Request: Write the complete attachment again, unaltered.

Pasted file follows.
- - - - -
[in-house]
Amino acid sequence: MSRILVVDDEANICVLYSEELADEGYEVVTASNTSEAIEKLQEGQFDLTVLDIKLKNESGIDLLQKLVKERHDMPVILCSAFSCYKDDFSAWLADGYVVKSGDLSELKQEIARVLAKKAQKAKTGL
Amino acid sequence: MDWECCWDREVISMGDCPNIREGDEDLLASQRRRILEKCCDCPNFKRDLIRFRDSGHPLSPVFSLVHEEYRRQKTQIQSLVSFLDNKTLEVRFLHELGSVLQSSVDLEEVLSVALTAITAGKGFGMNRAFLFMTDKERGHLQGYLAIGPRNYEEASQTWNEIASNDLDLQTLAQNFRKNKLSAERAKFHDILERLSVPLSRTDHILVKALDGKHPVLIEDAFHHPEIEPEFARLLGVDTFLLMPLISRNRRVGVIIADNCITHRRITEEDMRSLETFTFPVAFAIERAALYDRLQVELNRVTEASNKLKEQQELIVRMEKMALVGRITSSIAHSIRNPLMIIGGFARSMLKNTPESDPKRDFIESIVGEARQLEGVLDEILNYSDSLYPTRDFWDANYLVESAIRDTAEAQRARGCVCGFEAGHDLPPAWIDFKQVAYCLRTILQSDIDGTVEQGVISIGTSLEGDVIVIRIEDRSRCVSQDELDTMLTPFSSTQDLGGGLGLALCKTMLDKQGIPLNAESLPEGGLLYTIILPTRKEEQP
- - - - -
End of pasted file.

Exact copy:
[in-house]
Amino acid sequence: MSRILVVDDEANICVLYSEELADEGYEVVTASNTSEAIEKLQEGQFDLTVLDIKLKNESGIDLLQKLVKERHDMPVILCSAFSCYKDDFSAWLADGYVVKSGDLSELKQEIARVLAKKAQKAKTGL
Amino acid sequence: MDWECCWDREVISMGDCPNIREGDEDLLASQRRRILEKCCDCPNFKRDLIRFRDSGHPLSPVFSLVHEEYRRQKTQIQSLVSFLDNKTLEVRFLHELGSVLQSSVDLEEVLSVALTAITAGKGFGMNRAFLFMTDKERGHLQGYLAIGPRNYEEASQTWNEIASNDLDLQTLAQNFRKNKLSAERAKFHDILERLSVPLSRTDHILVKALDGKHPVLIEDAFHHPEIEPEFARLLGVDTFLLMPLISRNRRVGVIIADNCITHRRITEEDMRSLETFTFPVAFAIERAALYDRLQVELNRVTEASNKLKEQQELIVRMEKMALVGRITSSIAHSIRNPLMIIGGFARSMLKNTPESDPKRDFIESIVGEARQLEGVLDEILNYSDSLYPTRDFWDANYLVESAIRDTAEAQRARGCVCGFEAGHDLPPAWIDFKQVAYCLRTILQSDIDGTVEQGVISIGTSLEGDVIVIRIEDRSRCVSQDELDTMLTPFSSTQDLGGGLGLALCKTMLDKQGIPLNAESLPEGGLLYTIILPTRKEEQP